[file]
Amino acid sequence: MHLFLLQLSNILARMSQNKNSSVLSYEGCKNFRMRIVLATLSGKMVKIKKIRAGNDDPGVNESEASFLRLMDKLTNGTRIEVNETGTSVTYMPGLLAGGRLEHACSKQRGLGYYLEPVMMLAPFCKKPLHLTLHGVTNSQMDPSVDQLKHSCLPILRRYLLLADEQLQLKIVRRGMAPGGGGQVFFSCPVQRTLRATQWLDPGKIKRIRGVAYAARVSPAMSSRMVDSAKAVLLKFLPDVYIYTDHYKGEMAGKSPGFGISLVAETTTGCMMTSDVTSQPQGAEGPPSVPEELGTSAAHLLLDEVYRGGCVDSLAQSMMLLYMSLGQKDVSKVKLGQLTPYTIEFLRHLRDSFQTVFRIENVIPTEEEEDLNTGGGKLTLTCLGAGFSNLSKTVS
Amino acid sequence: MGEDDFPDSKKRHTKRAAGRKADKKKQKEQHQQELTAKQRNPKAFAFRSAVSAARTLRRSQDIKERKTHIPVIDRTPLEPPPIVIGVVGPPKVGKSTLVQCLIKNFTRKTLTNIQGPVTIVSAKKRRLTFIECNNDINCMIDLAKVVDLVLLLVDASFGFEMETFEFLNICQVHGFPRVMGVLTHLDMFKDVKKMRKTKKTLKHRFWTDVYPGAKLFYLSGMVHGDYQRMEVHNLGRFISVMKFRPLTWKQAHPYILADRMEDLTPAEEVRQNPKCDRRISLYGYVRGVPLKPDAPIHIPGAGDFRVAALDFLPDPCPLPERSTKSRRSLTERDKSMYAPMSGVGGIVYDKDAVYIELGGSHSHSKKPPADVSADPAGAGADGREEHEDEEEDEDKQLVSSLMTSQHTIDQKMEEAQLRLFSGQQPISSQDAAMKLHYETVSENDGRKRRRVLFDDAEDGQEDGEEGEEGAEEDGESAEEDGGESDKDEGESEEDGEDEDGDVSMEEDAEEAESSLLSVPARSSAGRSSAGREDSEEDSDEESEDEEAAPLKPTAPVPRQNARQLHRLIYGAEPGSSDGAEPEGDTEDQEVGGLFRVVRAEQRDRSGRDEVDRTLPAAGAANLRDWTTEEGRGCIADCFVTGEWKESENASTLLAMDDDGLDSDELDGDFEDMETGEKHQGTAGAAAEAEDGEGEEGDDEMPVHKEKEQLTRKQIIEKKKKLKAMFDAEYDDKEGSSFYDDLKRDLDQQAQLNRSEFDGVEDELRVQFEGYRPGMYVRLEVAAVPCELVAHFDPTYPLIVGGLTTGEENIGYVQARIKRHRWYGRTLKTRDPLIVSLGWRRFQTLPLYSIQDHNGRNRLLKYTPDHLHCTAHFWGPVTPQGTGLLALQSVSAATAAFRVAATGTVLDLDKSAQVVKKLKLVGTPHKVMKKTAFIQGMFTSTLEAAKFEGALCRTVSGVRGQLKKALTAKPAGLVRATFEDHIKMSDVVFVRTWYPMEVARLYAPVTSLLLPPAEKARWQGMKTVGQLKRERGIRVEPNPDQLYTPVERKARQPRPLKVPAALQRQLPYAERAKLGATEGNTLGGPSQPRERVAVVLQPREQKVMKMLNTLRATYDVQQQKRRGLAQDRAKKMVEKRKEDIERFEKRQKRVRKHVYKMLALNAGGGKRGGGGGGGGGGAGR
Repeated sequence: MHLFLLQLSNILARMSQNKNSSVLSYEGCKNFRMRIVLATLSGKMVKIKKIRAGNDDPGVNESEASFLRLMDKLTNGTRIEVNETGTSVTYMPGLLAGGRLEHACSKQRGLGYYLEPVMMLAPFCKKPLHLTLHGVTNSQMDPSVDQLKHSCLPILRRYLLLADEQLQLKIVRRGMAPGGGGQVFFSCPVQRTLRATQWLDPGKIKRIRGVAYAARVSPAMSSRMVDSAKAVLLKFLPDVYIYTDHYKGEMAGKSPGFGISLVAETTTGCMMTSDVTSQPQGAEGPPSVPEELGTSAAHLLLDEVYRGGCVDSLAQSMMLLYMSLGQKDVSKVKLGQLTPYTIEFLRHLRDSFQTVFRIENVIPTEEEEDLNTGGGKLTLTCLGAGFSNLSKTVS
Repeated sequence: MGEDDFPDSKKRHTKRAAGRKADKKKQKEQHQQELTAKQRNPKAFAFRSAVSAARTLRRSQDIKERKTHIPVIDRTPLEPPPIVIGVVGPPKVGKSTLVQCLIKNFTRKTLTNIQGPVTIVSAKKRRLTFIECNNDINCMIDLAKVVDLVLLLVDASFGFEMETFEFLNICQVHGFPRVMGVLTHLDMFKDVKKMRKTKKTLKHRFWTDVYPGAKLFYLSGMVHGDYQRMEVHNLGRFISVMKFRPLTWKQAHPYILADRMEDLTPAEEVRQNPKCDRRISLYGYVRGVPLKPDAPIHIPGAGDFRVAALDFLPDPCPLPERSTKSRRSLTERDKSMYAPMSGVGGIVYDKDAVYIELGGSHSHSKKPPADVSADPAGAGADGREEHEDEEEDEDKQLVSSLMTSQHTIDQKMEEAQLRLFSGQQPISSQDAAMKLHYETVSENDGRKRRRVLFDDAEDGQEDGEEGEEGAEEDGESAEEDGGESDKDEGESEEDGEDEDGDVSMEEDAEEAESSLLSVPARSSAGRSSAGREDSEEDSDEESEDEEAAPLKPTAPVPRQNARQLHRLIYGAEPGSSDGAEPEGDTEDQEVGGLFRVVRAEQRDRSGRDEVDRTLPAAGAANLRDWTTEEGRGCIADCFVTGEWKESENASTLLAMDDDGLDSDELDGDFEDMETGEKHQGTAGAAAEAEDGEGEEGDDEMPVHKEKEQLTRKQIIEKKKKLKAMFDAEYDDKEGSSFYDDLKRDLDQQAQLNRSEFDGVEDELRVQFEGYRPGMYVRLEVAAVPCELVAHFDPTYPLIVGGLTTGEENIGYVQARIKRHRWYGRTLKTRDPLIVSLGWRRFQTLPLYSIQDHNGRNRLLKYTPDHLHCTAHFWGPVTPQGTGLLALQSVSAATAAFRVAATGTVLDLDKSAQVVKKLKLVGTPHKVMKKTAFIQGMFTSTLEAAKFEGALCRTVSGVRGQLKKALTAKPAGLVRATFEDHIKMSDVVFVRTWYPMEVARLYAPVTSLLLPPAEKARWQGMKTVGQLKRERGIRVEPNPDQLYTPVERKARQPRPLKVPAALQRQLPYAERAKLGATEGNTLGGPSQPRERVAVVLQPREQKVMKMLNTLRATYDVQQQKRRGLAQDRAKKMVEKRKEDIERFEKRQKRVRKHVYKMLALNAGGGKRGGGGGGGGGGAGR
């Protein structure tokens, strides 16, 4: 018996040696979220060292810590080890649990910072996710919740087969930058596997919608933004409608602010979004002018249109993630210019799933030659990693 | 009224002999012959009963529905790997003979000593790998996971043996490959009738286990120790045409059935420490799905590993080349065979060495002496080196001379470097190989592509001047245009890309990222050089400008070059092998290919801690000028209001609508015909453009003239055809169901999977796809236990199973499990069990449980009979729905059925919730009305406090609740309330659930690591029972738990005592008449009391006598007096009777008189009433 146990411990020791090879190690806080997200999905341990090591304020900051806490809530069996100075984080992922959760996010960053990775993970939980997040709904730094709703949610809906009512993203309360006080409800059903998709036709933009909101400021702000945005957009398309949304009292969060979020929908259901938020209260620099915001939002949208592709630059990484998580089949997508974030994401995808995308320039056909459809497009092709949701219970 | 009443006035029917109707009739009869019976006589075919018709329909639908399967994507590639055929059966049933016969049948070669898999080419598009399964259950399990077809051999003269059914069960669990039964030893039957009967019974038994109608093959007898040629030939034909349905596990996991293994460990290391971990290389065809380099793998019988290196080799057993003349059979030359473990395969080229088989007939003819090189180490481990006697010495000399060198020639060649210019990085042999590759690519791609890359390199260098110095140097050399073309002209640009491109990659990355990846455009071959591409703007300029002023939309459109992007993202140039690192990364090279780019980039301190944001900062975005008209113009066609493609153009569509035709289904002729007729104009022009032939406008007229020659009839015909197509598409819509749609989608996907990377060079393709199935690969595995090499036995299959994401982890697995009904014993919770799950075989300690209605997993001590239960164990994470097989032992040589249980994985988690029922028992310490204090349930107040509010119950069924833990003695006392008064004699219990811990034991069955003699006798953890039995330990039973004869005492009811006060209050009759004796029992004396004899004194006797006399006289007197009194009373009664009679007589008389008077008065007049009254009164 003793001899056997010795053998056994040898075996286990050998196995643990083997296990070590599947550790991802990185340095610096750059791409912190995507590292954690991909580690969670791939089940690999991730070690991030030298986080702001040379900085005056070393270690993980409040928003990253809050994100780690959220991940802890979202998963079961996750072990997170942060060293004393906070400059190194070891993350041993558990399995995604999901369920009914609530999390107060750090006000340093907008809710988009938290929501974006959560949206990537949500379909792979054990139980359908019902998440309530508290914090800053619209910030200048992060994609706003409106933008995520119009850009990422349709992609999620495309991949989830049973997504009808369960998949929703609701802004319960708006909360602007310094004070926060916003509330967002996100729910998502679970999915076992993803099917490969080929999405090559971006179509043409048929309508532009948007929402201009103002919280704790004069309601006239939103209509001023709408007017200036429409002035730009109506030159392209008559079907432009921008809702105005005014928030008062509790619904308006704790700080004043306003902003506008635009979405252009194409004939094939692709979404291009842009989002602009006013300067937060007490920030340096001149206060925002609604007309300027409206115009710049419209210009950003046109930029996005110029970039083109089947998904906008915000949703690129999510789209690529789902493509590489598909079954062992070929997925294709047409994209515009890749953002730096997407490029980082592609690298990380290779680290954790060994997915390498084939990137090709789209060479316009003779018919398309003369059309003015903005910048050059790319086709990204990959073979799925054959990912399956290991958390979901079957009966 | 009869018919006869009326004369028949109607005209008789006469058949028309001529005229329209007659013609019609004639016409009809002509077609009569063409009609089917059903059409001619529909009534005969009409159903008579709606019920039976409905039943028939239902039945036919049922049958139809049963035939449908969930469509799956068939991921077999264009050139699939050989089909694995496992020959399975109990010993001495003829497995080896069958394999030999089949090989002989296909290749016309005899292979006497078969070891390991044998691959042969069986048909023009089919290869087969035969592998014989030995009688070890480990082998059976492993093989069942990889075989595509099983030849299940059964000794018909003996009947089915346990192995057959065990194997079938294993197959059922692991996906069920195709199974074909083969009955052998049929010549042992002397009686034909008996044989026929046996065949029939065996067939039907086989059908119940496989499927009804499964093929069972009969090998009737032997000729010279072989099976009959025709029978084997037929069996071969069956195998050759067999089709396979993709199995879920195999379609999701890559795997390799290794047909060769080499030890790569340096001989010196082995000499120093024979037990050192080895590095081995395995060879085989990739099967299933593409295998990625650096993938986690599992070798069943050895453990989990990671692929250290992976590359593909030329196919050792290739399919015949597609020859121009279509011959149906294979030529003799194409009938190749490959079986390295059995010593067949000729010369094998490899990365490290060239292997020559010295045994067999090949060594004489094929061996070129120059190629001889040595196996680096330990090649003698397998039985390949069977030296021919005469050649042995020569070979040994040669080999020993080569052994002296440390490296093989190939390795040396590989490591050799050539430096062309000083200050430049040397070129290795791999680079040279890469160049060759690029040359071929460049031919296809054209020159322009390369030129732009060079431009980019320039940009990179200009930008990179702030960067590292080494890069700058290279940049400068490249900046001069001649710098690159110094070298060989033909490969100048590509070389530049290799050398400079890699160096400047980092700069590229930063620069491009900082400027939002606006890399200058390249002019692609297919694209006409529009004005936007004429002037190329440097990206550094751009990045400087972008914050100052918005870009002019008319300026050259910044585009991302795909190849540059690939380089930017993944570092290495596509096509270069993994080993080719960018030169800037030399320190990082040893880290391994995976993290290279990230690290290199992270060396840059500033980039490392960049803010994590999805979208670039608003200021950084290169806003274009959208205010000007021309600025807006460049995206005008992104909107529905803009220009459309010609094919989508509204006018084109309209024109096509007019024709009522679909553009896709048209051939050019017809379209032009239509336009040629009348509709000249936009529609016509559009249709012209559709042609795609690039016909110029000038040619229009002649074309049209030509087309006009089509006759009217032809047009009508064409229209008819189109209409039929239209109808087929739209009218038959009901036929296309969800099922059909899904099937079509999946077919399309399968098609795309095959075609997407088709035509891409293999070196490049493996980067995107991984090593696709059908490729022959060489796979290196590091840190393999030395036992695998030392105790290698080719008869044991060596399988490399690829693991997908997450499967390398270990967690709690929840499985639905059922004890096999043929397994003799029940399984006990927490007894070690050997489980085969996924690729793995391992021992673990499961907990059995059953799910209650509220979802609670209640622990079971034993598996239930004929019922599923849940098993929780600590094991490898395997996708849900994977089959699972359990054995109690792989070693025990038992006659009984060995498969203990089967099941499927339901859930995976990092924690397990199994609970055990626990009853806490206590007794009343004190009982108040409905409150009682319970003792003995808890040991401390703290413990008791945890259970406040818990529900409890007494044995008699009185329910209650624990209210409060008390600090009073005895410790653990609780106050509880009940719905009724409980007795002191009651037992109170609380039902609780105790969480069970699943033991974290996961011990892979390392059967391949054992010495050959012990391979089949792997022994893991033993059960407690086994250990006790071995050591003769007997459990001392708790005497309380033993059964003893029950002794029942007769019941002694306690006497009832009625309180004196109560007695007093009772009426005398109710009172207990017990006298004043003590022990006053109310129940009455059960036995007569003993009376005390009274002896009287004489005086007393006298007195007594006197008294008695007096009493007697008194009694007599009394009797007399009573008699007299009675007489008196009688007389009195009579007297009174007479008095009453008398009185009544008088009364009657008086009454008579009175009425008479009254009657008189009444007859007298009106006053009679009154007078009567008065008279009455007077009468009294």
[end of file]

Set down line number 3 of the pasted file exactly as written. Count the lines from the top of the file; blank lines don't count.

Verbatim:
Repeated sequence: MHLFLLQLSNILARMSQNKNSSVLSYEGCKNFRMRIVLATLSGKMVKIKKIRAGNDDPGVNESEASFLRLMDKLTNGTRIEVNETGTSVTYMPGLLAGGRLEHACSKQRGLGYYLEPVMMLAPFCKKPLHLTLHGVTNSQMDPSVDQLKHSCLPILRRYLLLADEQLQLKIVRRGMAPGGGGQVFFSCPVQRTLRATQWLDPGKIKRIRGVAYAARVSPAMSSRMVDSAKAVLLKFLPDVYIYTDHYKGEMAGKSPGFGISLVAETTTGCMMTSDVTSQPQGAEGPPSVPEELGTSAAHLLLDEVYRGGCVDSLAQSMMLLYMSLGQKDVSKVKLGQLTPYTIEFLRHLRDSFQTVFRIENVIPTEEEEDLNTGGGKLTLTCLGAGFSNLSKTVS